Sunday, March 16, 2008

What ATVs Can Do

Some people think of the ATV problem as one of simple "trespassing". On the contrary, ATVs and dirtbikes cause serious damage to parkland. Unchecked, the ruts grow deeper and deeper, like the ones here at Fountain Lake in Seymour, which were over 3 feet deep. Even if all ATV usage stopped here today, these unsightly ruts will be visible for hundreds of years. Sometimes the ruts from just a few passes can cause damage that lasts for decades.

Here's a video of ATVers in Oxford tresspassing on private property that has become a regional destination for ATVers, including some from Shelton who drive across the city using powerlines, church property, open space, and RR tracks to get there.

Friday, March 7, 2008

Stratford Point

Most people around here have been to Short Beach in Stratford at one time or another, but very few know that you can walk south along the shore for about a mile to the Stratford Point Lighthouse, built in 1881.

From Short Beach you can see the former Remington Gun Club at the point, the really big house sitting all by itself. The Gun Club was shut down due to lead contamination, and the owner Dupont was ordered to remediate the site, which it did. The land was then going to be transferred to the U.S. Fish and Wildlife Service as an addition to the Stewart B. McKinney Wildlife Refuge, who was to turn the site into a public access and educational facility. However, the land transfer has stalled due to remaining contamination. The site is none-the-less being used as a scientific research facility as well as a local public access point, although it is not advertised as such.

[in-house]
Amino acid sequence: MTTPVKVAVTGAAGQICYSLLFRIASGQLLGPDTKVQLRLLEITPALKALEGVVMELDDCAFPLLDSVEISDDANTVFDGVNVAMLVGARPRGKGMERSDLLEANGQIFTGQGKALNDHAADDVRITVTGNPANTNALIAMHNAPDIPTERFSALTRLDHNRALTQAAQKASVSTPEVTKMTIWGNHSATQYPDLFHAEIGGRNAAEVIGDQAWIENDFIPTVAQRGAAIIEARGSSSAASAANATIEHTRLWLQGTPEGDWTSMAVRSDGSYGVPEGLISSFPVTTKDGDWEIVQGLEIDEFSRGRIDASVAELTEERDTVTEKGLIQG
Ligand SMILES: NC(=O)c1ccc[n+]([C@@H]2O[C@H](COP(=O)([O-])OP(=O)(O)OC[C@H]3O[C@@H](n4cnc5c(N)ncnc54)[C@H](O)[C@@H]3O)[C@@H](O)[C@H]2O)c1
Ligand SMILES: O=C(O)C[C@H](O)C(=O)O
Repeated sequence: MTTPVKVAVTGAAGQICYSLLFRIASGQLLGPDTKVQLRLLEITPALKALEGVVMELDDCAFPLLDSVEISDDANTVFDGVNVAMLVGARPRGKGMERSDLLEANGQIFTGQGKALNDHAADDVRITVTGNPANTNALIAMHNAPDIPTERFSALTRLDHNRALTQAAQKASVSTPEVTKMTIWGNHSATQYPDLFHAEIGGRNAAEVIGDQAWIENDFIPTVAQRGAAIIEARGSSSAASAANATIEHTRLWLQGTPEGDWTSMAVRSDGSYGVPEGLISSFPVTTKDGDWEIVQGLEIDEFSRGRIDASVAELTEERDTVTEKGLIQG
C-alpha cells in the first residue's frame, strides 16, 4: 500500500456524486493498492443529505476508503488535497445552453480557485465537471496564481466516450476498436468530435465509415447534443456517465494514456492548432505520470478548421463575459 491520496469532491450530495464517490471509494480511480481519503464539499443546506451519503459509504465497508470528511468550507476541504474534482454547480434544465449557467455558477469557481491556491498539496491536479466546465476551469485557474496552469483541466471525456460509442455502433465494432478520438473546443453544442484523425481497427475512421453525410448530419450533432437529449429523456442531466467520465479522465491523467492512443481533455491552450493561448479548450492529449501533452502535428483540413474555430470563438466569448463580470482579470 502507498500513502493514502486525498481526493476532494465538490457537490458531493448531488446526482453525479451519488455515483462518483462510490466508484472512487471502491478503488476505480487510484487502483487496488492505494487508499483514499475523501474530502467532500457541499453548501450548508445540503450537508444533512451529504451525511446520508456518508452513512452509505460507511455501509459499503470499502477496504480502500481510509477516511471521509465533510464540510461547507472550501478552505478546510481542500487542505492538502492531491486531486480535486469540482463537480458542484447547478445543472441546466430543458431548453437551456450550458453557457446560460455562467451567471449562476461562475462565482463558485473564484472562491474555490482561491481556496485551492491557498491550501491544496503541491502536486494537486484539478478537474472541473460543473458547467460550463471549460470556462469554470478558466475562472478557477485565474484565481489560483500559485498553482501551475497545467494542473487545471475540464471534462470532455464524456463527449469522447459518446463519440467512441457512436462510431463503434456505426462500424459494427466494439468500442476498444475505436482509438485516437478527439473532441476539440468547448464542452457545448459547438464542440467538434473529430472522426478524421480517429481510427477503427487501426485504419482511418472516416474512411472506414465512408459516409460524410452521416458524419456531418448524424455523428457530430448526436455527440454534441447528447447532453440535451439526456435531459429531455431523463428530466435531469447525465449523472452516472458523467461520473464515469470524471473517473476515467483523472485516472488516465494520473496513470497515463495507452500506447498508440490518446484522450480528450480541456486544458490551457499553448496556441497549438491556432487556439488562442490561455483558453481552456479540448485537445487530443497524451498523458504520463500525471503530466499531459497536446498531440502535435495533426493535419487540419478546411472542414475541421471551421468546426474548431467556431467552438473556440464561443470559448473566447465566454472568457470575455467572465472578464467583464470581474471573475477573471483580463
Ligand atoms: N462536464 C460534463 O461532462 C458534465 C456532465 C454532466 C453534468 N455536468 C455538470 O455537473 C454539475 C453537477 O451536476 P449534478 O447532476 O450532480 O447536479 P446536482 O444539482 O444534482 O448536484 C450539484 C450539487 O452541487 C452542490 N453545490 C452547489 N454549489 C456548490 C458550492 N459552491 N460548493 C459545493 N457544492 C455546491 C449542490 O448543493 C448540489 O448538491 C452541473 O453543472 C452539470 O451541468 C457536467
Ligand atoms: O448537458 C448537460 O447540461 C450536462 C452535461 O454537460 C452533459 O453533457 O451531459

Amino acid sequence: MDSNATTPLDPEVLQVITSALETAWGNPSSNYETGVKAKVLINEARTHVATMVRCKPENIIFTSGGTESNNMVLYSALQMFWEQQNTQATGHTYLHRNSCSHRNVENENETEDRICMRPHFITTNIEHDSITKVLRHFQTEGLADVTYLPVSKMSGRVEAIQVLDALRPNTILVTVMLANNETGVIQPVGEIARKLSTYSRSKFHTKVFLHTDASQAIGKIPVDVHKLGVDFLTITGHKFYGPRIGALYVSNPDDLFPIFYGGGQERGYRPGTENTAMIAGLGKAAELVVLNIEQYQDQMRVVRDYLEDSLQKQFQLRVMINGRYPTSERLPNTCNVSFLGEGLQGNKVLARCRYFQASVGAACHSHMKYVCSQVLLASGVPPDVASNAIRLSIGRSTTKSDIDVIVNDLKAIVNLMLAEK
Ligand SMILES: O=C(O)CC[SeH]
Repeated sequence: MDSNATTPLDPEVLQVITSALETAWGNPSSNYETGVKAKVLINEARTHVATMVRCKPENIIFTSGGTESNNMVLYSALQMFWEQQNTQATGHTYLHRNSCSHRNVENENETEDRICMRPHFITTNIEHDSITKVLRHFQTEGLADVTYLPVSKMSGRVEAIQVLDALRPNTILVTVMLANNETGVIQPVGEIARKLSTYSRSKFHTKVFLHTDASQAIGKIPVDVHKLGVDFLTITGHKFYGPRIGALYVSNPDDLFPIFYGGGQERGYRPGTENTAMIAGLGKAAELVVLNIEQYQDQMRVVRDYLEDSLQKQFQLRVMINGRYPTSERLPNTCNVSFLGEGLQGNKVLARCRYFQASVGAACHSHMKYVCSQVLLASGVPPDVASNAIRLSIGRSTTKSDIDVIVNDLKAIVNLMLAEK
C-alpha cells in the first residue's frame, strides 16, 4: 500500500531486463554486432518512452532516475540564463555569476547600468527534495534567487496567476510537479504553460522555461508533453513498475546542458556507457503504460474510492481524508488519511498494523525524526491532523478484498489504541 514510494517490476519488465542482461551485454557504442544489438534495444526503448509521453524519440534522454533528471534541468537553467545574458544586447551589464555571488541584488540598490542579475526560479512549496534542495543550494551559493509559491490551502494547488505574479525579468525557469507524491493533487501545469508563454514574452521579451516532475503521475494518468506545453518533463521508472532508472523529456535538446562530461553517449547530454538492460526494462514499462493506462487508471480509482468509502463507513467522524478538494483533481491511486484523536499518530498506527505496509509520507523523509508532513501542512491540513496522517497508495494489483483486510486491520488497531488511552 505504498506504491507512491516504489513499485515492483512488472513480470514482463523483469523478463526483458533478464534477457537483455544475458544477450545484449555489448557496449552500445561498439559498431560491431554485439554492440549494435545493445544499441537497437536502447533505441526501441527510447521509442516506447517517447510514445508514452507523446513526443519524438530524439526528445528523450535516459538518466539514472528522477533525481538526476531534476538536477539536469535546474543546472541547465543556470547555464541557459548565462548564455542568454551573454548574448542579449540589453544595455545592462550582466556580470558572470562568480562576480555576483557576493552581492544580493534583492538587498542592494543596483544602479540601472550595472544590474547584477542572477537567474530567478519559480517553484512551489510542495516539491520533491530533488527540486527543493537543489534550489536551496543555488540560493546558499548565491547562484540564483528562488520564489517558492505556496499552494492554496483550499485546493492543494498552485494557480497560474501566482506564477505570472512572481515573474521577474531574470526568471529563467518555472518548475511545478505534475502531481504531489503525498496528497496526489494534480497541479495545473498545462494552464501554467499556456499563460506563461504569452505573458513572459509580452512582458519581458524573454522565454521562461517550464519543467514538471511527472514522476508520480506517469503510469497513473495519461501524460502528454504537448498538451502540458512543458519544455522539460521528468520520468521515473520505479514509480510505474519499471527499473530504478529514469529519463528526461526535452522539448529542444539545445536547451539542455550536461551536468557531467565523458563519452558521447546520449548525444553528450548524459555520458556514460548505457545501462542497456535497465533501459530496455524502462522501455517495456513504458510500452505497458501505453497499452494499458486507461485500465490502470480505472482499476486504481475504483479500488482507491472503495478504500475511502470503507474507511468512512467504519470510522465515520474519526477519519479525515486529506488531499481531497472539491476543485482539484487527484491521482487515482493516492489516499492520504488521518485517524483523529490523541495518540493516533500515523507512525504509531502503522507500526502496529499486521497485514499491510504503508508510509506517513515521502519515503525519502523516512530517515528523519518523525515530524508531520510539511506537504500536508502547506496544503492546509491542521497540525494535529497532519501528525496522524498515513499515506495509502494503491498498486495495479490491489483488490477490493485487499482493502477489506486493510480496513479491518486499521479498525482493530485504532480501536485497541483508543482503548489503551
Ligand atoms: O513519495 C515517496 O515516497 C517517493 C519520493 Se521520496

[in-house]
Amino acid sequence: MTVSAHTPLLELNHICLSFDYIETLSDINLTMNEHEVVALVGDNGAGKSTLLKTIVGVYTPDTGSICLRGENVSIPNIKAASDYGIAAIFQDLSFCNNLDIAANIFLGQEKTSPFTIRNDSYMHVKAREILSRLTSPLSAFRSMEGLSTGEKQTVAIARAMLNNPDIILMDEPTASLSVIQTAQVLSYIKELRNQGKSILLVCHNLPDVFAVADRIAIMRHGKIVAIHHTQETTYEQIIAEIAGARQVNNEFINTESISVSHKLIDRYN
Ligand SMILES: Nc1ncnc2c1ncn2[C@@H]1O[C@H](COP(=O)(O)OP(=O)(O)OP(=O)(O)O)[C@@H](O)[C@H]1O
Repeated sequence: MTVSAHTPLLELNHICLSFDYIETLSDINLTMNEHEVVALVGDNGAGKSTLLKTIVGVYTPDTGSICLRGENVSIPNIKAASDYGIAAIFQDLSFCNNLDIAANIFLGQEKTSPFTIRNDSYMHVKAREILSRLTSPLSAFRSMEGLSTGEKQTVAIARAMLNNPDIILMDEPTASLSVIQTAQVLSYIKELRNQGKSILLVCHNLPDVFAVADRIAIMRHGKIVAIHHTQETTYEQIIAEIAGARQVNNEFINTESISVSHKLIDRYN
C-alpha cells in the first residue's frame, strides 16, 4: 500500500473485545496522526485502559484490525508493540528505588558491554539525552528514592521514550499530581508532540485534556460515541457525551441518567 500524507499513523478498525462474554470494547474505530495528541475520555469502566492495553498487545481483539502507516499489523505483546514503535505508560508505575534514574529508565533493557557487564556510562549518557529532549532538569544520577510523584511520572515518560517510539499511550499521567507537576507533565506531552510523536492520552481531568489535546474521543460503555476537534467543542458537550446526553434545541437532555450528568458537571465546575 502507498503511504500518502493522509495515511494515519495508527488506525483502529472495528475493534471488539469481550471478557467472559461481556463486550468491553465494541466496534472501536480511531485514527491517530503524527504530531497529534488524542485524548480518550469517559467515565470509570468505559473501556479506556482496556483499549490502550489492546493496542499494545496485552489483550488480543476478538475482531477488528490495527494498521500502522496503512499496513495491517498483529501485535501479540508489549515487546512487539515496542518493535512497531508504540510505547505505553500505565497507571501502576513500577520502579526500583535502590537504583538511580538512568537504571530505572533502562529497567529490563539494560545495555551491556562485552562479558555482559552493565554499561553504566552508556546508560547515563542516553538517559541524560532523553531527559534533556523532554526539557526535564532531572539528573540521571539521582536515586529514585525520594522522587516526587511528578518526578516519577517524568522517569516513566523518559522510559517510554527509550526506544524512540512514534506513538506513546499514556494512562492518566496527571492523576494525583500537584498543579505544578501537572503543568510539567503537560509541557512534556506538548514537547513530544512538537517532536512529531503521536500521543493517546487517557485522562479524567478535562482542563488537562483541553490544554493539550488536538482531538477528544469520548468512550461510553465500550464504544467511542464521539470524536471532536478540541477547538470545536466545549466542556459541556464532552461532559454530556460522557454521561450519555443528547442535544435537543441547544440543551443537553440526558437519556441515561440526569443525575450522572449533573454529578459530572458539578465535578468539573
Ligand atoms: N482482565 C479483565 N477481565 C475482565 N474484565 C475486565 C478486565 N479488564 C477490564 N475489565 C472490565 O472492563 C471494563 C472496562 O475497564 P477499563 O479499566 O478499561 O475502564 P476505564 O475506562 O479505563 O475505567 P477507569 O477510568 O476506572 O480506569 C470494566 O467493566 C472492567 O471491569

When you get near the Gun Club, the shore will steepen and is covered by rip-rap. At that point, you have the option of walking along a mowed grassy path at the top of the slope, which is what most people do because it's a beautiful walk. You'll round the point and head straight to the lighthouse, which is occupied by a Coast Guard family and strictly off-limits (a fence surrounds the lighthouse complex). This spot is a wonderful location for a picnic.

The Point marks the tip of the Housatonic River Delta. Yes, we have a delta in Connecticut.

If you go, be sure to respect any signs or barricades that may be installed to protect the Plovers or ongoing scientific studies. An alternative access point is on Prospect Drive, just past Riverdale Lane, at a pull-off lined by boulders. Walk to the left of the chain-link fence and follow the heavily-used trail down to the water (this avoids the beach fee).

Here's a pair of Long-Tailed Ducks near the lighthouse. These are sea ducks that breed in the Arctic and can dive as much as 200 feet to find food such as snails.